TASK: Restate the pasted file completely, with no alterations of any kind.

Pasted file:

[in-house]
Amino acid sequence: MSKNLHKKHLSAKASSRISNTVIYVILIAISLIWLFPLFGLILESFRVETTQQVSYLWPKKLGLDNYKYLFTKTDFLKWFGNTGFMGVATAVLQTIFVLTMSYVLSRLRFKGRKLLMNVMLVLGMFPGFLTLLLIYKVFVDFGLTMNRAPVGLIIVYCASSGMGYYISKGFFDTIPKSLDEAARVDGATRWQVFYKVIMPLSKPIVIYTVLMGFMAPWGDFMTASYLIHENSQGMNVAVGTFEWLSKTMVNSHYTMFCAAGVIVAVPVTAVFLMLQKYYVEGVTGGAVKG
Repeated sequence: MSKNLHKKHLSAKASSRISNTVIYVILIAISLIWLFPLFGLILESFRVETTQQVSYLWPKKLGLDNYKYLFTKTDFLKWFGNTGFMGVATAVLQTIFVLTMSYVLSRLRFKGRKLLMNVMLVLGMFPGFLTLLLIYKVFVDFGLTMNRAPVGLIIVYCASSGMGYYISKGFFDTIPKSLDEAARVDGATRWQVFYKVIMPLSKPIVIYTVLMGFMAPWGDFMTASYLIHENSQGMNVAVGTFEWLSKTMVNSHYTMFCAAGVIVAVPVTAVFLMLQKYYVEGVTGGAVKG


[in-house]
Amino acid sequence: MSKNLHKKHLSAKASSRISNTVIYVILIAISLIWLFPLFGLILESFRVETTQQVSYLWPKKLGLDNYKYLFTKTDFLKWFGNTGFMGVATAVLQTIFVLTMSYVLSRLRFKGRKLLMNVMLVLGMFPGFLTLLLIYKVFVDFGLTMNRAPVGLIIVYCASSGMGYYISKGFFDTIPKSLDEAARVDGATRWQVFYKVIMPLSKPIVIYTVLMGFMAPWGDFMTASYLIHENSQGMNVAVGTFEWLSKTMVNSHYTMFCAAGVIVAVPVTAVFLMLQKYYVEGVTGGAVKG
Repeated sequence: MSKNLHKKHLSAKASSRISNTVIYVILIAISLIWLFPLFGLILESFRVETTQQVSYLWPKKLGLDNYKYLFTKTDFLKWFGNTGFMGVATAVLQTIFVLTMSYVLSRLRFKGRKLLMNVMLVLGMFPGFLTLLLIYKVFVDFGLTMNRAPVGLIIVYCASSGMGYYISKGFFDTIPKSLDEAARVDGATRWQVFYKVIMPLSKPIVIYTVLMGFMAPWGDFMTASYLIHENSQGMNVAVGTFEWLSKTMVNSHYTMFCAAGVIVAVPVTAVFLMLQKYYVEGVTGGAVKG